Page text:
A few hundred Sonoma students hopped aboard new, larger, safer school buses this winter, thanks to a sizeable grant from the Bay Area Air Quality Management District. The four new buses replaced four others that are more than 25 years old, taking their place in February on routes through Sonoma Valley.
The new Blue Bird buses are the first in the Valley to have seat belts as well as higher seats, which are safer for passengers. In addition, the buses feature improved exterior lighting, which makes it safer for children to exit in the darker winter months. There are also roof emergency exits as well as better rollover protection for passengers.
Just in time for the hot weather, the new buses are cooler, as they have air conditioning as well as well as tinted glass and white roofs. District bus drivers report that the new buses are quieter, and that they provide greater visibility for drivers with help from some much-needed window defrosters.
The grant covered the costs of four buses – three big ones and one smaller one for special-needs students. The three big buses can hold up to 78 passengers instead of 56.
The smaller bus, manufactured by Thomas Built, holds 24 passengers and two wheelchairs. All four are clean-diesel powered.
What does a new bus cost? District transportation manager John Bartolome estimates that the retired 1987 buses cost $15,000 when they were new. At the time, they were only intended to last 10 years. It is hoped that the new $165,000 buses will each last 20 years.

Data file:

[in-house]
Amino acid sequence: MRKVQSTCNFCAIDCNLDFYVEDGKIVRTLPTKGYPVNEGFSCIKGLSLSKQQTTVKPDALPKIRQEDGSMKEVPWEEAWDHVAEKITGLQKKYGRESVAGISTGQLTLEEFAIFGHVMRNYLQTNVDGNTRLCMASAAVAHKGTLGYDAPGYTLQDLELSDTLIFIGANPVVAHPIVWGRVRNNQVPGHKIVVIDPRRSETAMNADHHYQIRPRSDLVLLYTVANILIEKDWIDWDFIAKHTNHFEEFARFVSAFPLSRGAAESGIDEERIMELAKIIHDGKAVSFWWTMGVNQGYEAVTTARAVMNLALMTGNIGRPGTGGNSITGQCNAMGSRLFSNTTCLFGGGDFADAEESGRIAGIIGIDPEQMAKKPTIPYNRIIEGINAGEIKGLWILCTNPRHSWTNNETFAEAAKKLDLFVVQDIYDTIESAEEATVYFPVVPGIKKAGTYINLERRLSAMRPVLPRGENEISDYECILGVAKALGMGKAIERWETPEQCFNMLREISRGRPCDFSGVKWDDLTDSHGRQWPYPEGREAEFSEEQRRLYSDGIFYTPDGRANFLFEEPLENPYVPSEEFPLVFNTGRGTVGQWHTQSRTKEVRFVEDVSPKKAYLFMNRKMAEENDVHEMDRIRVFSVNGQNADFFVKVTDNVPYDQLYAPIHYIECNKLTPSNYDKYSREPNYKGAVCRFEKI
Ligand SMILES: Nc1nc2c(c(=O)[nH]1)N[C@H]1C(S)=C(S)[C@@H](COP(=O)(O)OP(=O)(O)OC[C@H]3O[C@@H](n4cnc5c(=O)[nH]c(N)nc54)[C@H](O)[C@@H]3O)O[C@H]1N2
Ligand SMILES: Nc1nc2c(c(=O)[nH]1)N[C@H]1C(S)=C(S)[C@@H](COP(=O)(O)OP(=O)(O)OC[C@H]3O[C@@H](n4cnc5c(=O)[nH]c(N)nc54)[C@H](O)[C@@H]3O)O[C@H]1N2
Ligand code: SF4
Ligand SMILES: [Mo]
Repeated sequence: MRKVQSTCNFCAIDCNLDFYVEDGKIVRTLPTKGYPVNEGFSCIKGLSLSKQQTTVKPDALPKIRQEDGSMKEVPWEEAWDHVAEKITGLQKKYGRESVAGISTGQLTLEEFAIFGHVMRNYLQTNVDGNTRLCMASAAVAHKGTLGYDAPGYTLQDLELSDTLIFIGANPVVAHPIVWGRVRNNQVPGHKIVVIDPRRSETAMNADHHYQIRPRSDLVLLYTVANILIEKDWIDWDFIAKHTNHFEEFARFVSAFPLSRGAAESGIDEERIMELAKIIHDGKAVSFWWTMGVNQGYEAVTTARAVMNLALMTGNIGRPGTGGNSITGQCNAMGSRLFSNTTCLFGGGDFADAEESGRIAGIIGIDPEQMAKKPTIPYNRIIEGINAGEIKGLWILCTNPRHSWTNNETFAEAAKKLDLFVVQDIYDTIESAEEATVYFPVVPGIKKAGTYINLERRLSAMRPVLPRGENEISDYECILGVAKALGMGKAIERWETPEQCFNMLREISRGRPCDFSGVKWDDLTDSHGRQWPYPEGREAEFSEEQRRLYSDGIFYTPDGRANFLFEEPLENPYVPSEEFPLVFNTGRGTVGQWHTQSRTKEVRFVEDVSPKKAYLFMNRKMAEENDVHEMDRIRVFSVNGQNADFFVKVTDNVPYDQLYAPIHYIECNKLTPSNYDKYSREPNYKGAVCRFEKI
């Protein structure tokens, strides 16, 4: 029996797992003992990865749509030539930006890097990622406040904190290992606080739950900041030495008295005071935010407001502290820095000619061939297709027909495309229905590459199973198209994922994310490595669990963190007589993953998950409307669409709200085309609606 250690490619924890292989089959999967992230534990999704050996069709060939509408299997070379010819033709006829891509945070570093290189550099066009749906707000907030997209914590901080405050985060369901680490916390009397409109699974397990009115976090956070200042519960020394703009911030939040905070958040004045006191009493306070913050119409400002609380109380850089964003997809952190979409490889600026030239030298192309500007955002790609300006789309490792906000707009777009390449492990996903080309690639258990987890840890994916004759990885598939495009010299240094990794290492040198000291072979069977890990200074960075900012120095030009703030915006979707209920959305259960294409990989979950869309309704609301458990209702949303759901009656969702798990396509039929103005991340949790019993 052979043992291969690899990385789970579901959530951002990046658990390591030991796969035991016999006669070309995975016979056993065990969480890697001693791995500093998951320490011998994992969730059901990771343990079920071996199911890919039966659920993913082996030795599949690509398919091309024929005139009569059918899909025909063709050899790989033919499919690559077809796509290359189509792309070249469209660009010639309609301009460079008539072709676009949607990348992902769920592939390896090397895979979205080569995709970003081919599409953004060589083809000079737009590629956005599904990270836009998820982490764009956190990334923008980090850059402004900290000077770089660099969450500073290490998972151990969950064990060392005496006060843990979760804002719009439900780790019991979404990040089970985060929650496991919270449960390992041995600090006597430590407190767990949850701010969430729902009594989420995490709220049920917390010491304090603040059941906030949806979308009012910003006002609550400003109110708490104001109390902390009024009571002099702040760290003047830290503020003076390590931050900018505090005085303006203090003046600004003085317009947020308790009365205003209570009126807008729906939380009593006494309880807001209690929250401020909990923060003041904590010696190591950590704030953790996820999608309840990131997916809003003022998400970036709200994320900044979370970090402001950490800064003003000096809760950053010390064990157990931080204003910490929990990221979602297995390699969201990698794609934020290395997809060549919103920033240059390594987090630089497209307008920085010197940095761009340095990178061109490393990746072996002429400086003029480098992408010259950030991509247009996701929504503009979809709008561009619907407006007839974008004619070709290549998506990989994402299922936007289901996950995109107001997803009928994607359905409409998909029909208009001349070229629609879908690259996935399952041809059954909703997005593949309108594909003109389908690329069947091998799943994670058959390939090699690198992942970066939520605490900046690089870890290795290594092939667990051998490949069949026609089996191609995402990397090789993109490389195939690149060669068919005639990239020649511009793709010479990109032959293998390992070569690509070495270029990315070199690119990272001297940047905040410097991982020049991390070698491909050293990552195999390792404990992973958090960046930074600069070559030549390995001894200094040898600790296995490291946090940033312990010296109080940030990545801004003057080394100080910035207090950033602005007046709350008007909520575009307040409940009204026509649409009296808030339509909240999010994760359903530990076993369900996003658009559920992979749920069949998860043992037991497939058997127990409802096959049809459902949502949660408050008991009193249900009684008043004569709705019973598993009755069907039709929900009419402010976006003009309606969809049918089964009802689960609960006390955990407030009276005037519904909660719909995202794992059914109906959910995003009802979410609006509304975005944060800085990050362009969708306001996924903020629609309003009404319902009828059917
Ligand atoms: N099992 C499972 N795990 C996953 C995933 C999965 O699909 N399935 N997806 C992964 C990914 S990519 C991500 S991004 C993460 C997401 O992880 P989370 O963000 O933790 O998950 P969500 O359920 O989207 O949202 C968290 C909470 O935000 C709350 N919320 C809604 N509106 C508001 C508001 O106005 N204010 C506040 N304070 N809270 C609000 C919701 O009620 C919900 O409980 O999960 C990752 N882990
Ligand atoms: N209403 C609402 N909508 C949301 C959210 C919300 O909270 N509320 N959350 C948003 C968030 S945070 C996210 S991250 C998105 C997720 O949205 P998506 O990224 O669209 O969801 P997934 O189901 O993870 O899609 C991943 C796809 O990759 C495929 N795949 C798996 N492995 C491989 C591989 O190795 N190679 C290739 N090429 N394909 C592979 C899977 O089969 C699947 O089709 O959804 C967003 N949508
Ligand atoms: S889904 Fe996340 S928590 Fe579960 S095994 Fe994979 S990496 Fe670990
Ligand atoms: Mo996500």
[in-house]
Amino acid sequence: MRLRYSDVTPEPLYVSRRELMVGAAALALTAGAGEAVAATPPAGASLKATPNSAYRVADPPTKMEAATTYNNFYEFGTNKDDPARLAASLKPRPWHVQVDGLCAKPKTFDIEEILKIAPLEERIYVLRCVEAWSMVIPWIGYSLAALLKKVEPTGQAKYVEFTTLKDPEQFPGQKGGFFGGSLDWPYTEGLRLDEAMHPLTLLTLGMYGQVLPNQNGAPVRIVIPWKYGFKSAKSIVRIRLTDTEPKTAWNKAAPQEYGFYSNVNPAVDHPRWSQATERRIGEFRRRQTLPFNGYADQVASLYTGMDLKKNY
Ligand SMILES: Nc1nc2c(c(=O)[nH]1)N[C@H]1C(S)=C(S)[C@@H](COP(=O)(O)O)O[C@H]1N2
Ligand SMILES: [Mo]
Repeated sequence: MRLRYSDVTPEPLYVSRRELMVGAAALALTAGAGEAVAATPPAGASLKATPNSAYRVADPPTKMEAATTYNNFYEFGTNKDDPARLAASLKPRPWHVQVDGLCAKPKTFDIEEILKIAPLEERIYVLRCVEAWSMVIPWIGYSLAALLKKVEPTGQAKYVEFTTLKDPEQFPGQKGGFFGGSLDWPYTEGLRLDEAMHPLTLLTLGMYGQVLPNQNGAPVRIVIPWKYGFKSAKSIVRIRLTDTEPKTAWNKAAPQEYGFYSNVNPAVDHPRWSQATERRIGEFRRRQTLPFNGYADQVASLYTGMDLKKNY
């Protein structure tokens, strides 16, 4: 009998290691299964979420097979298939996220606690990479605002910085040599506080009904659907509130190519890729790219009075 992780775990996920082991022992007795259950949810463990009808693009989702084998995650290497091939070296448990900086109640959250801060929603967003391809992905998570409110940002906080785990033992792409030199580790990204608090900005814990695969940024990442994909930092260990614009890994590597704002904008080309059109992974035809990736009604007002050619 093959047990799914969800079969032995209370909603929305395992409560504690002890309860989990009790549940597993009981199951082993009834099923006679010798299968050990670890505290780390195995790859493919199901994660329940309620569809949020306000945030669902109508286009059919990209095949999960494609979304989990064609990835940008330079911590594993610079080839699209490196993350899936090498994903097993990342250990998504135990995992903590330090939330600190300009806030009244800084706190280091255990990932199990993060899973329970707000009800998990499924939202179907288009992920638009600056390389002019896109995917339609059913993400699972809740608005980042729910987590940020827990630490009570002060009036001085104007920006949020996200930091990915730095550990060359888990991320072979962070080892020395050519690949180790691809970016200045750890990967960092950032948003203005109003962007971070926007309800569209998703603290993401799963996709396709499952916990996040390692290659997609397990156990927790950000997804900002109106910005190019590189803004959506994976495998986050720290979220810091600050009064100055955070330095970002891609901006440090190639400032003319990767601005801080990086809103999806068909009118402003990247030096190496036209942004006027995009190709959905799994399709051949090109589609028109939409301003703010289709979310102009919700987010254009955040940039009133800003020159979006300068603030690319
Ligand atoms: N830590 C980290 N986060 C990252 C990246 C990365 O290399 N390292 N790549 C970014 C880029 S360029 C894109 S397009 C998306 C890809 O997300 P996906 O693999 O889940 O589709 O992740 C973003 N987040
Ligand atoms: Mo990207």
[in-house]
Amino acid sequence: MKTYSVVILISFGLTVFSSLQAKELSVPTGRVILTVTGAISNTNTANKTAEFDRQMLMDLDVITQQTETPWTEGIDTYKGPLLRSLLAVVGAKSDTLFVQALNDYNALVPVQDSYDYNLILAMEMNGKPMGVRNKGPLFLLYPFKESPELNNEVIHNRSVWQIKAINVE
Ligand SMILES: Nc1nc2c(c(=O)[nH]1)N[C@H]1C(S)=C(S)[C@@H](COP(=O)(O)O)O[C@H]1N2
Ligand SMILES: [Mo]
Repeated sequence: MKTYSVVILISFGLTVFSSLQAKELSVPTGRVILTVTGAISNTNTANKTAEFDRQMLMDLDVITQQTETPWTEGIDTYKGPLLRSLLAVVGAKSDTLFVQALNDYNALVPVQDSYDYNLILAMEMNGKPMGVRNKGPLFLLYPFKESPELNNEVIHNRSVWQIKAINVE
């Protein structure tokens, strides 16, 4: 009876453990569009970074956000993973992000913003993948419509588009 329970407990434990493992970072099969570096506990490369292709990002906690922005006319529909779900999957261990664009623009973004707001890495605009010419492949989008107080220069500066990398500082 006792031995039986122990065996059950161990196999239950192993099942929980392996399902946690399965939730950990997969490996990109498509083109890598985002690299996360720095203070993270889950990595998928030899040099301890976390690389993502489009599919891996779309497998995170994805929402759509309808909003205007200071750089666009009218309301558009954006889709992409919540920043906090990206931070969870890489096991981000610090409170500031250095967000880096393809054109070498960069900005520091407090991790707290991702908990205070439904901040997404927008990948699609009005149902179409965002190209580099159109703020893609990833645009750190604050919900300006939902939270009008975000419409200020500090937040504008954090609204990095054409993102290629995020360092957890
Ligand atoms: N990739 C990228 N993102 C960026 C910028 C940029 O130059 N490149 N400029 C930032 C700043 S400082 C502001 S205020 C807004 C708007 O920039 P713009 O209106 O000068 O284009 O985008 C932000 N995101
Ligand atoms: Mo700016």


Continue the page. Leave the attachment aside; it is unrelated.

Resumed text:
In total, the Sonoma Valley Unified School District now owns a fleet of 22 school buses. Its annual transportation budget runs around $1.5 million.
Between trips to and from the schools, approximately 2,000 student “rides” are logged each day, meaning that between a quarter and a third of Sonoma K-12 students ride a bus on a given day.
With 4,600 students in the district and two trips a day, that’s 9,200 possible “riders.”
The Bay Area Air Quality Management District provides funding through the Lower-Emission School Bus Program (LESBP) to reduce the exposure of school children to particulate matter and the emissions of smog-causing pollutants.
Funds are provided to replace model year 1993 and older school buses and to install emission-control devices on newer buses.
These funds come from a $2 surcharge on DMV motor vehicle registrations throughout the nine-county Bay Area.